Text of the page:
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art by Eleanor Bennett

The Taking Tree

Emily C. Skaftun lives in Seattle with her husband and their child, a cat who thinks hes a tiger. When shes not teaching or writing, she dabbles in roller derby and flying trapeze. Emily has an MFA in Creative Writing and is a graduate of the Clarion West Writers Workshop. Her stories have appeared in journals such as Strange Horizons, Ideomancer, Every Day Fiction, and FLURB. Visit her at eskaftun.com.
***Editor's Note: This is an adult fable, not for children.***
The boy, who was an old man, did not stay long. As he hobbled out of the forest, the tree, who was only a stump, watched his cane of burnished wood. Her wood.
It all came back to her: the roaring of the chainsaw, sap bleeding from her wounds, the torment when the boy dismembered her, taking her limbs for a house and her trunk for a boat. She remembered watching her felled body dragged away across the forest floor.
After the old man limped away the tree never saw him again, and she was very sad indeed. Life as a stump was boring. She missed the chittering of squirrels in her branches, the feeling of wind rustling her leaves. The tree wished for death. After all, what was an apple tree without apples and leaves and branches or even a trunk?
But a strange thing happened. The tree's roots lived on, a twisting, spreading mass of subterranean life, and as the years passed they shot up saplings that ringed the stump. These saplings grew and grew until they united into a massive, gnarled apple tree, their flesh becoming one. The tree was the mightiest in the forest, and though she was alone she was pleased and proud.
Birds and chipmunks and other forest friends returned to her, and the tree, at long last, felt happy. They nested and nuzzled into her, and the tree vowed never to take these true friends for granted. She taught them which apples they could eat, and they never took too many or strayed too close to the tree's hollow heart.
Her long years of misery had changed the tree.
One day a child came to the forest: a little girl, whose blonde hair reminded the tree of the boy she'd once loved. For one weak moment the tree hoped she had found another human friend, someone who would climb her trunk and swing from her branches and eat her apples and love her.
The girl paused, looking up into the tree's leafy canopy as if into her soul. She eyed the beautiful red apples with hunger.
And something bitter twisted the tree's heart. This is how it begins, she thought. She bent a branch toward the girl, loading all her anger and venom into the darkest of her apples, then watched with glee as the girl plucked it and sank her teeth in. Pale juice dripped down her chin, and a look of joy spread across her face.
And then, stricken, the look on the girl's face turned to one of pain and horror and fear. She doubled over, vomiting until her heaves produced nothing but a thin bile like tree sap. When she was done, the girl got unsteadily to her feet and staggered away, out of the forest.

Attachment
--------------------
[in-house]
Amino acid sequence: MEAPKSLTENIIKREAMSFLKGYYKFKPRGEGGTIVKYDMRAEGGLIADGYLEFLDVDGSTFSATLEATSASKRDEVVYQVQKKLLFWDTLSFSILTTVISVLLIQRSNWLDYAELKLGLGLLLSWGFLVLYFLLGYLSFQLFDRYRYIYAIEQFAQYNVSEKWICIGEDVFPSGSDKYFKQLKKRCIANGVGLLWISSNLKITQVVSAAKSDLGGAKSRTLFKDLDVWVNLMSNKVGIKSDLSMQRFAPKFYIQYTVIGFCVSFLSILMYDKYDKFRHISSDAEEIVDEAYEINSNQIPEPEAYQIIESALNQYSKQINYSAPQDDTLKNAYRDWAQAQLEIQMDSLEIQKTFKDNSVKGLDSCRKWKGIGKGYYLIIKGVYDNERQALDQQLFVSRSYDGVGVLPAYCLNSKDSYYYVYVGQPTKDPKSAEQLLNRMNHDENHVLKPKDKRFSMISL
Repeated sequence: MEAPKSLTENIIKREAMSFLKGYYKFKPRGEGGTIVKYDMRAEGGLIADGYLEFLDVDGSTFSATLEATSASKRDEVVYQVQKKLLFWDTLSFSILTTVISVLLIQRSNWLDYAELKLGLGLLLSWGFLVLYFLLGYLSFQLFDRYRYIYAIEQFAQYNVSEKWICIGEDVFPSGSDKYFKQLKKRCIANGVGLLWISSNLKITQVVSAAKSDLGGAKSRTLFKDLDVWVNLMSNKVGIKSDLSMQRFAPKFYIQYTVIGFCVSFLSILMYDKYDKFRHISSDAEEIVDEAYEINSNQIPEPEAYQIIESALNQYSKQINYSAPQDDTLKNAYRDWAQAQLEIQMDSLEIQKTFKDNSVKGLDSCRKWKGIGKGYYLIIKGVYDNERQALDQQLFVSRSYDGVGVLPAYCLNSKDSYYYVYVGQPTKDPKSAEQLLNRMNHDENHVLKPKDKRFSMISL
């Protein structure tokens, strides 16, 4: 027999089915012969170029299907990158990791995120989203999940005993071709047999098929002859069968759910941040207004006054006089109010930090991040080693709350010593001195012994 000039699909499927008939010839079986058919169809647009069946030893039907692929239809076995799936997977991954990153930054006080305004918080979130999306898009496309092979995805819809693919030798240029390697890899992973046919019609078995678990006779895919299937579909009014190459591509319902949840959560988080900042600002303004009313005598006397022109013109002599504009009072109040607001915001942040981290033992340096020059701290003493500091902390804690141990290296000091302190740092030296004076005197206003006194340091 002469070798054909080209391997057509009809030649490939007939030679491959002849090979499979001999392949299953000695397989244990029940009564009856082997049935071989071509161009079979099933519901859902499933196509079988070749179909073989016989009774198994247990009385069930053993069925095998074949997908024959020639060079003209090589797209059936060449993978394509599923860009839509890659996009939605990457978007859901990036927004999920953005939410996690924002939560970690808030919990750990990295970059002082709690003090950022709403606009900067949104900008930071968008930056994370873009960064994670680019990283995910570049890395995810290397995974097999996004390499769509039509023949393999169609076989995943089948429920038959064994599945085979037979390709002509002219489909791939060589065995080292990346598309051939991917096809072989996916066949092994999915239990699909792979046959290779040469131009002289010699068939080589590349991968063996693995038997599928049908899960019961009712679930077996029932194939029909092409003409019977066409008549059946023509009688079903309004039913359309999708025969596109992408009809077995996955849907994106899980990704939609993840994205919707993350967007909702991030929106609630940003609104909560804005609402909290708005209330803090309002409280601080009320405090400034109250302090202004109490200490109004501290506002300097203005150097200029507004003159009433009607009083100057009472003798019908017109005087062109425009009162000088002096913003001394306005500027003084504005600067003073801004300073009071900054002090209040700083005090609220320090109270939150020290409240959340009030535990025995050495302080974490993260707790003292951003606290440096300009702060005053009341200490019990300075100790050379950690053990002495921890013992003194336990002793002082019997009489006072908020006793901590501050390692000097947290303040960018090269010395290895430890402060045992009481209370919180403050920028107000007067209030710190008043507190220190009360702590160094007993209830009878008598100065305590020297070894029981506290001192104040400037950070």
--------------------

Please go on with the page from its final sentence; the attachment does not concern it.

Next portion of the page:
The tree's leaves quivered with laughter.
Summer's leaves browned and dropped and birds flew south. Snow blanketed the forest, and then melted away. Another child came into the forest. "What a marvelous tree," the boy said, and he immediately started climbing its knobby trunk and swinging from its branches, just like that long-ago boy had done.
The tree looked to her animal friends for support, but they had fled when the boy arrived. And that was all the advice she needed. She could still feel saw blades ripping through her bark and flesh, tearing her limbs away. She remembered the years of loneliness.
The tree shook with that remembered agony. She shook and shook until the boy in her branches could no longer hold on, toppling from her heights through her lower limbs to land with a thump and crack on the hard-packed dirt surrounding her.
She hardened herself to his cries and before long he crawled away from her, unable to use one of his lower limbs. Better him than me, the tree thought.
Again the tree was left alone with her animal friends. Seasons passed and she nurtured clutches of small beings and felt at peace. But they flew away every year; they had such short, flighty lives.
Summer came and another boy approached. He scrabbled all over her branches, scaring the critters away. He picked up a bird's nest and peered at it before tossing it out into the woods. And then, near the core of the tree, the boy crouched on a wide branch and pulled a folding knife from his pocket. He pressed its tip into a smooth patch in the tree's trunk and carved.
The tree felt those scratches like the deepest of violations. Chainsaws revved in her mind, and she heard the echo of her trunk crashing to the forest floor. No, not again, she thought.
The tree shook more furiously than ever before. The boy lost his balance and dropped his knife to the ground below. He clawed at the tree with his fingers, trying not to fall. But fall he did, right into the tree's hollow core. The space in the center of the tree was only a little wider than the boy. The bottom of it was the flat, sawn top of the old tree's stump, ringed with the saplings that had grown together around it.
The walls of the space were sheer. Though the boy tried and tried to climb out, each time he fell back to the bottom, bruised and scraped. His shouts for help reverberated through the tree, making her feel pleasantly full.
The tree thought that at last she had found a friend who would never leave her, never hurt her. The power was hers now, and she would never be lonely again.
The End
This story was first published on Monday, May 6th, 2013


I've always been bothered by the message of The Giving Tree; to me it is a horror story. So in this piece I wanted to give the Giving Tree her revenge.

- Emily C. Skaftun

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